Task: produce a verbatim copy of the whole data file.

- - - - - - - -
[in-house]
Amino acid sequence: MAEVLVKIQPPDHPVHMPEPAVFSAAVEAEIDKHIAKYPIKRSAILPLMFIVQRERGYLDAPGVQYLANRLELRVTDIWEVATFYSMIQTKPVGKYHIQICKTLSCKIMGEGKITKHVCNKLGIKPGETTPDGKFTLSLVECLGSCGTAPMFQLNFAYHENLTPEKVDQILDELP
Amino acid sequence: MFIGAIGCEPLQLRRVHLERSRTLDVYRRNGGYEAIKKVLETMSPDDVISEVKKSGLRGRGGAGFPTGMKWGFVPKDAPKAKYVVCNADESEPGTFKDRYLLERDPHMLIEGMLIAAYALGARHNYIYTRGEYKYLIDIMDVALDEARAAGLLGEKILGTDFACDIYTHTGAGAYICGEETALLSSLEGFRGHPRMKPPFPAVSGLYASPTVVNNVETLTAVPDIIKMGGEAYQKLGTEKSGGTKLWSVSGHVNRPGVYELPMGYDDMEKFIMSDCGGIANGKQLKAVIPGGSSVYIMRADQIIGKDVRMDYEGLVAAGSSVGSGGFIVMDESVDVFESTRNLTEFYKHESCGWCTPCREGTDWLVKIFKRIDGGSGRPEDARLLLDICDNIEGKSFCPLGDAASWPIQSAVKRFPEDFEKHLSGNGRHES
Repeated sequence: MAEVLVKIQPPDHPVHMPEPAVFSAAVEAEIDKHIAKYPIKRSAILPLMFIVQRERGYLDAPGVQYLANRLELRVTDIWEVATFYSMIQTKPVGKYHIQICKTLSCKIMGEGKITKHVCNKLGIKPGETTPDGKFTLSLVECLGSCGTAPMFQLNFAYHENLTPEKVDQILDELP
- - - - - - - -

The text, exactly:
[in-house]
Amino acid sequence: MAEVLVKIQPPDHPVHMPEPAVFSAAVEAEIDKHIAKYPIKRSAILPLMFIVQRERGYLDAPGVQYLANRLELRVTDIWEVATFYSMIQTKPVGKYHIQICKTLSCKIMGEGKITKHVCNKLGIKPGETTPDGKFTLSLVECLGSCGTAPMFQLNFAYHENLTPEKVDQILDELP
Amino acid sequence: MFIGAIGCEPLQLRRVHLERSRTLDVYRRNGGYEAIKKVLETMSPDDVISEVKKSGLRGRGGAGFPTGMKWGFVPKDAPKAKYVVCNADESEPGTFKDRYLLERDPHMLIEGMLIAAYALGARHNYIYTRGEYKYLIDIMDVALDEARAAGLLGEKILGTDFACDIYTHTGAGAYICGEETALLSSLEGFRGHPRMKPPFPAVSGLYASPTVVNNVETLTAVPDIIKMGGEAYQKLGTEKSGGTKLWSVSGHVNRPGVYELPMGYDDMEKFIMSDCGGIANGKQLKAVIPGGSSVYIMRADQIIGKDVRMDYEGLVAAGSSVGSGGFIVMDESVDVFESTRNLTEFYKHESCGWCTPCREGTDWLVKIFKRIDGGSGRPEDARLLLDICDNIEGKSFCPLGDAASWPIQSAVKRFPEDFEKHLSGNGRHES
Repeated sequence: MAEVLVKIQPPDHPVHMPEPAVFSAAVEAEIDKHIAKYPIKRSAILPLMFIVQRERGYLDAPGVQYLANRLELRVTDIWEVATFYSMIQTKPVGKYHIQICKTLSCKIMGEGKITKHVCNKLGIKPGETTPDGKFTLSLVECLGSCGTAPMFQLNFAYHENLTPEKVDQILDELP